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Debt Settlement and Credit Repair: The Perfect Combo?

With consumer debt at an all time high and the sub-prime marketing completely collapsing, people are desperate for an effective debt relief solution.

The two most common are credit repair and debt settlement. Both have their advantages and both certainly have their drawbacks. Before you choose either, you have to understand how each works and which program fits your personal needs.


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Debt Settlement and Credit Repair: The Perfect Combo? (Continued)

Debt settlement works well for some and can reduce larger debts to as much as 60 percent. Two of the major drawbacks are the fees charged by debt settlement companies and the damage it does to your credit score.

The average fee is 15 to 20 percent of the total debt and many debt settlement companies charge an additional fee based on the amount of money they save you. The net result is under this model is not nearly as significant as it may appear on the surface. The second problem is complete destruction of your credit score.

Debt settlement programs once negotiated with your creditors require you to save money until the agreed upon amount is saved and then you pay them off. What most debt settlement, or negotiation companies don't tell you is that your accounts are being marked late each month while you save.

Then there is credit repair. If you're lucky enough to find a legitimate credit repair company, the fees will be much lower then that of a debt settlement company. Credit repair can be effective for removing some of the negative trade lines. The problem is that it is most effective for older, smaller items e.g. smaller collection and charged off credit cards.

For the larger debts, chances are credit repair won't do much because creditors want their money and will eventually get it and usually through lawsuits and judgments.

Is either a perfect solution? Probably not, but each has it's advantages depending on your personal situation. Perhaps the most effective solution is a combination of both. While most companies don't offer a credit repair/settlement program there are a few that do.

The advantage of combining the two is that debt settlement can reduce your payments giving you the immediate relief you need, while credit repair can help mitigate the damage to your credit score.

For those of you who are new to the debt settlement concept, let's dig in a little bit deeper. Does debt settlement really work?

Without a doubt yes, settlement or debt negotiation does work. The bigger question should be, is it right for you? Before we get into evaluating whether or not it's right for you, let's make sure you understand the process.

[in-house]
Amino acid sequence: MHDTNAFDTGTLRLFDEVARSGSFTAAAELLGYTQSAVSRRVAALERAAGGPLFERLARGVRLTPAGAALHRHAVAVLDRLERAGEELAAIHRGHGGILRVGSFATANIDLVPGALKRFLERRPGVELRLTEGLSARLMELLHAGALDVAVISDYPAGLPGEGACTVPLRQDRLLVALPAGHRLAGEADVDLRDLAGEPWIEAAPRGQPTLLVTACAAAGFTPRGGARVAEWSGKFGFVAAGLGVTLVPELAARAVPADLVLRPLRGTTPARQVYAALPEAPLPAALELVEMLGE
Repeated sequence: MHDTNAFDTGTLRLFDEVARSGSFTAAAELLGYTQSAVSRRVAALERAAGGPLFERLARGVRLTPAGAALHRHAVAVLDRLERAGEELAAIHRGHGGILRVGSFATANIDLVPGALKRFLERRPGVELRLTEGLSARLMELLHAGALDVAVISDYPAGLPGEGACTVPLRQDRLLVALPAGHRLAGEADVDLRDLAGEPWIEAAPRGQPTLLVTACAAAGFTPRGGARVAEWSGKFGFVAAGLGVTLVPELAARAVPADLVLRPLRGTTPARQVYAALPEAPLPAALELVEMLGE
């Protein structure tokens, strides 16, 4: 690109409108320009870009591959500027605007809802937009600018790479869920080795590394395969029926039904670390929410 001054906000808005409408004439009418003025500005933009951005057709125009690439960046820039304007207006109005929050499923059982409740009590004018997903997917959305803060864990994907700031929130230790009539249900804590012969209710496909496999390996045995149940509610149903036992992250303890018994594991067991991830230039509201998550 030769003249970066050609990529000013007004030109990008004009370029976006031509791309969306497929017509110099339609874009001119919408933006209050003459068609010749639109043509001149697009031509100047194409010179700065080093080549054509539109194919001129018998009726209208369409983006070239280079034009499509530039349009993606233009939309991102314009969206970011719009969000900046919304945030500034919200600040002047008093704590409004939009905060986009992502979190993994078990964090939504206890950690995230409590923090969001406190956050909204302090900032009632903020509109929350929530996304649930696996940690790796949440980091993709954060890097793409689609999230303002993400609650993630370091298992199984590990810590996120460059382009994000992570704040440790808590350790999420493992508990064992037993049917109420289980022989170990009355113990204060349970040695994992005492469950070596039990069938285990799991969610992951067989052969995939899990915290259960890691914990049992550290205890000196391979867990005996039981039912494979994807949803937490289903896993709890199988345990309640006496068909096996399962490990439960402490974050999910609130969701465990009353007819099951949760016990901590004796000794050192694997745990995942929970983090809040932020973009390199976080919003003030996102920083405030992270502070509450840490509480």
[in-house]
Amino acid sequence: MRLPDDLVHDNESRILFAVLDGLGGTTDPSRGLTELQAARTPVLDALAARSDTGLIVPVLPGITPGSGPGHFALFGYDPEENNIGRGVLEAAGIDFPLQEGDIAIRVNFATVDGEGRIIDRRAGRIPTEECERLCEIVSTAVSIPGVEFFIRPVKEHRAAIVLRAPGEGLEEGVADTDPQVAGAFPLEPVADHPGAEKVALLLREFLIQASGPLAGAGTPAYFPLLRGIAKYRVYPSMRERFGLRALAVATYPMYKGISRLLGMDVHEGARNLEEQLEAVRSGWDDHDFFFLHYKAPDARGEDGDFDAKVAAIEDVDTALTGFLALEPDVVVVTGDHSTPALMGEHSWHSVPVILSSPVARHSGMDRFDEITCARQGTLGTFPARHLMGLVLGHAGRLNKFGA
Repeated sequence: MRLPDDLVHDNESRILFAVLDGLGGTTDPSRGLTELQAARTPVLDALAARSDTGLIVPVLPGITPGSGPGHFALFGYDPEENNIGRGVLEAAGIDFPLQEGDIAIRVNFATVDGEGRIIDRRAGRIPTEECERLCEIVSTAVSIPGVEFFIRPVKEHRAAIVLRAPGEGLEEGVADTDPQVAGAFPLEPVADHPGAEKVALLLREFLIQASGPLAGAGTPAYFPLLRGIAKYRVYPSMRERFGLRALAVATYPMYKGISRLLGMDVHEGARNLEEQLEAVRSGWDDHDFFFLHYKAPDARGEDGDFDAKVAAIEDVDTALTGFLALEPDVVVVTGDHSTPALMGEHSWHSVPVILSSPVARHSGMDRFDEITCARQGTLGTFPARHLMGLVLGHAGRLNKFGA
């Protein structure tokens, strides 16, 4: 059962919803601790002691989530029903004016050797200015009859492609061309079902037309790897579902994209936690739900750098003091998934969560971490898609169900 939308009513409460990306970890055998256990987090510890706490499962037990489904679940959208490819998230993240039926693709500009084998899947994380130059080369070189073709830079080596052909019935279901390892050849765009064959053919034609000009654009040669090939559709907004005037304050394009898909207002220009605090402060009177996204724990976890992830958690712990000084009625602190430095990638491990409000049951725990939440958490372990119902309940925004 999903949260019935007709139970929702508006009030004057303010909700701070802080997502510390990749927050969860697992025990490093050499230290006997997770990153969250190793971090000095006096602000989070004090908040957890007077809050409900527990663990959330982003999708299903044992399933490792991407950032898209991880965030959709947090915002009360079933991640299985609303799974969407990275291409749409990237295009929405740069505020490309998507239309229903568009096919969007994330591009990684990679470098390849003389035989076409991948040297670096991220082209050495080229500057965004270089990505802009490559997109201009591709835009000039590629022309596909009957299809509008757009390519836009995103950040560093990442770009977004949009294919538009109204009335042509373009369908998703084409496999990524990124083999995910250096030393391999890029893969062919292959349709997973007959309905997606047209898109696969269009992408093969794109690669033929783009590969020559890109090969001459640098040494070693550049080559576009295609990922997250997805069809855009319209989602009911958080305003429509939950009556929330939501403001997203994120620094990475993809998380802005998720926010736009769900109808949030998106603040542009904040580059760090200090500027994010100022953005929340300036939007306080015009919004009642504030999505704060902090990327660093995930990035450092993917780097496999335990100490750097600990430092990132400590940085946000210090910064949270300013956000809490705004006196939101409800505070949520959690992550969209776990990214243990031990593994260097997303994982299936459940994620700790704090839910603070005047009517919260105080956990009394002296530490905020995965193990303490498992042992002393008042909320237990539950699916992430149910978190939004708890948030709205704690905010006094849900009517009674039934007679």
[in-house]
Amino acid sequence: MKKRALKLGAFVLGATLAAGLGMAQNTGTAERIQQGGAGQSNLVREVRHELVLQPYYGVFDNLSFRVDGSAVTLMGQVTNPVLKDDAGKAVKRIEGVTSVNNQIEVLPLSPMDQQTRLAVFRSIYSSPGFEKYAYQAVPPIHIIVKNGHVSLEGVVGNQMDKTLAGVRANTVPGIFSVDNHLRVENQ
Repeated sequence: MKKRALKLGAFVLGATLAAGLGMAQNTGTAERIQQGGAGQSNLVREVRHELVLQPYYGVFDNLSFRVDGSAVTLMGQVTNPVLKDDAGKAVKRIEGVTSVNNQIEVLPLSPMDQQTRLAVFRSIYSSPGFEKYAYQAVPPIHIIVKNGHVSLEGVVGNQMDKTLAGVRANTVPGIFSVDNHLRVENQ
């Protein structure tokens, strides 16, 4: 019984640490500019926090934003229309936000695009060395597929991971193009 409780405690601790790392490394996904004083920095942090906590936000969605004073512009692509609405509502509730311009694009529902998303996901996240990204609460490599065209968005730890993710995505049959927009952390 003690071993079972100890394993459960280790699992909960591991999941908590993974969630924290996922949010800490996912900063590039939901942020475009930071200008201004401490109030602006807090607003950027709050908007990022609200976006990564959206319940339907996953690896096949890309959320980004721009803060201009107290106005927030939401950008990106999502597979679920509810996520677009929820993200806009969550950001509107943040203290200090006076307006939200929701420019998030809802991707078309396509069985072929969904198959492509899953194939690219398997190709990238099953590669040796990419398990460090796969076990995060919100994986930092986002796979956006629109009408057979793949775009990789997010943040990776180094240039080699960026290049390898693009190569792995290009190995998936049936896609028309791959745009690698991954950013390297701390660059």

Debt settlement is the process in which a company will negotiate on your behalf an amount less then the balanced owed to your creditors. Typically a good settlement company can get the total balance you owe down to about 50 percent, sometimes even less. For most people facing financial crises, that is exactly the break they need.

For example; if you're $30,000 in debt and making payments of about $1500.00 per month, that may be reduced to about $15,000 and 700.00 per month. Furthermore, if you're currently behind on your debts, no doubt you're getting pounded with creditor phone calls. Debt settlement companies will also deflect most of that as well by dealing with your creditors on your behalf.

So, let's take a look at the downside of debt settlement and see if it's right for you. We already know it will relieve you of a major portion of your debt but it has its drawbacks.

Two of the major drawbacks are costs of the program and damage to your credit report. The average debt settlement company will charge 15 percent of the total debt in fees. Personally, I think that is about double what it should be. Their services are invaluable to most people and worth a fee, just not that much.

The second drawback to debt settlement is the damage to your credit report. While you are in debt settlement, your credit is going to take a beating and don't let anybody tell you otherwise. Chances are if you're considering debt settlement or bankruptcy, your credit is already taking that beating, but if you've managed to keep your credit intact to this point and know you may want to buy a home in the next year, then debt settlement may not be the right choice for you.

Once you're done with settlement with a focused plan you can be good as new in 6 to 12 months. While there is no replacement for good judgment and making your payments on time, debt settlement has helped hundreds of thousands of people get back on their feet. You just have to know it's the right solution for you.

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About Author

Marc Chase is a credit repair expert for, a personalized credit report repair company offering the industry's only "no questions asked" return policy. Let MyCreditGroup settle your debt. Tell us your situation Toll Free: 1-800-430-7494 or

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